Ethical, legal and social issues in newborn screening in the United States.

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5 Scopus citations


Four million babies are born annually in the US. There are 51 separate laws mandating universal screening and each has its own restrictions. Forty-nine programs allow the parents to "opt out" of testing (dissent), and 2 programs allow the parents to "opt in" (consent). The extent to which these decisions are "informed" varies and in most cases, no information exists as to whether the parents knew or understood what the newborn screening program entailed. Most programs have educational material available describing the state program but whether this information is the information needed (in terms of literacy level and content) to provide a sufficient understanding of the program is not generally known. In most programs, testing is automatic and the program information is contained in the hospital materials given to the mother upon entry or exit from the birthing facility. All newborn screening programs are administered by the state public health agency and ultimately the state legislatures are responsible for creating the laws governing newborn screening. Financing mechanisms are complex with fees varying from $0 - $60 and not directly related to the number of disorders screened, although system components such as education, methods of sample collection, sample submission, laboratory testing, follow-up, confirmation, diagnosis, treatment, outcome and quality assurance are considered in most fee setting processes. The standards for programs have developed over the years at least partly as a result of medical-legal confrontations. During the past several years there has been a notable increase in program expansions including expanded biochemical testing and screening for hearing loss. In 1999, the Maternal and Child Health Bureau funded a newborn screening task force to review the issues facing state newborn screening systems and to make recommendations for improvements and/or changes in these systems. Two primary issues of ethical, legal and social consequence were considered: (1) the inclusion of diverse groups (including consumers) in newborn screening decision making, and (2) existence of adequate policies regarding privacy, consent, and research ethics. Following extended review and discussion, the Task Force recommended greater emphasis on parent education, permission for testing, and prenatal education. It was also recognized that studies should be carried out to improve parental understanding of newborn screening and the informed permission process, and to improve the public's overall understanding of the screening process.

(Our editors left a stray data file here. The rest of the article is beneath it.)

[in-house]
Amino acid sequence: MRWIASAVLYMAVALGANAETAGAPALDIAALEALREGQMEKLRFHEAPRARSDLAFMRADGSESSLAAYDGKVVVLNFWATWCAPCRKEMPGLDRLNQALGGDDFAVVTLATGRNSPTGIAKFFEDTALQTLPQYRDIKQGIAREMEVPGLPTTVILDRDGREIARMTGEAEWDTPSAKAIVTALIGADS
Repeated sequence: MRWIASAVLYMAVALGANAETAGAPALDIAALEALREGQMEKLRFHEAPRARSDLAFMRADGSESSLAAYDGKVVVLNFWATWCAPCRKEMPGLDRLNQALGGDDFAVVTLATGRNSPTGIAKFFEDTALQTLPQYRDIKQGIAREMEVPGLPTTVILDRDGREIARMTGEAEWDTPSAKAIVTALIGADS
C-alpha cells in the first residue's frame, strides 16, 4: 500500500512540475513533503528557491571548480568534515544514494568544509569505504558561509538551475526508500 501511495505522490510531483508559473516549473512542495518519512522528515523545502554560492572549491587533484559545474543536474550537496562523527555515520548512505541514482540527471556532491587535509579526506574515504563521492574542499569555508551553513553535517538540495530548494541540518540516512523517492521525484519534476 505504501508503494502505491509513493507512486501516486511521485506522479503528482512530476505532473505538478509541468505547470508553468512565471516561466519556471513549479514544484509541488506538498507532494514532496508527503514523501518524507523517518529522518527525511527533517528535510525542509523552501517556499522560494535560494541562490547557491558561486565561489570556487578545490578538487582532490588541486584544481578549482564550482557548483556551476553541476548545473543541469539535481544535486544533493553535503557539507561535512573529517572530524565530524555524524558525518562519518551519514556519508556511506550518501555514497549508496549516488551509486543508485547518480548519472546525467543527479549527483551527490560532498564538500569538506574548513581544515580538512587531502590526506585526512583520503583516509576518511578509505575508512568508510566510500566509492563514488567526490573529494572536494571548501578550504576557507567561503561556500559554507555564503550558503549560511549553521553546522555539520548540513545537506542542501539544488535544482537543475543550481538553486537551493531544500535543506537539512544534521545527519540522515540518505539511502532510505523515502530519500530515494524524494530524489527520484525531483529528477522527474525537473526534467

Original languageEnglish (US)
Pages (from-to)52-58
Number of pages7
JournalThe Southeast Asian journal of tropical medicine and public health
Volume34 Suppl 3
StatePublished - 2003
Externally publishedYes

ASJC Scopus subject areas

  • Public Health, Environmental and Occupational Health
  • Infectious Diseases


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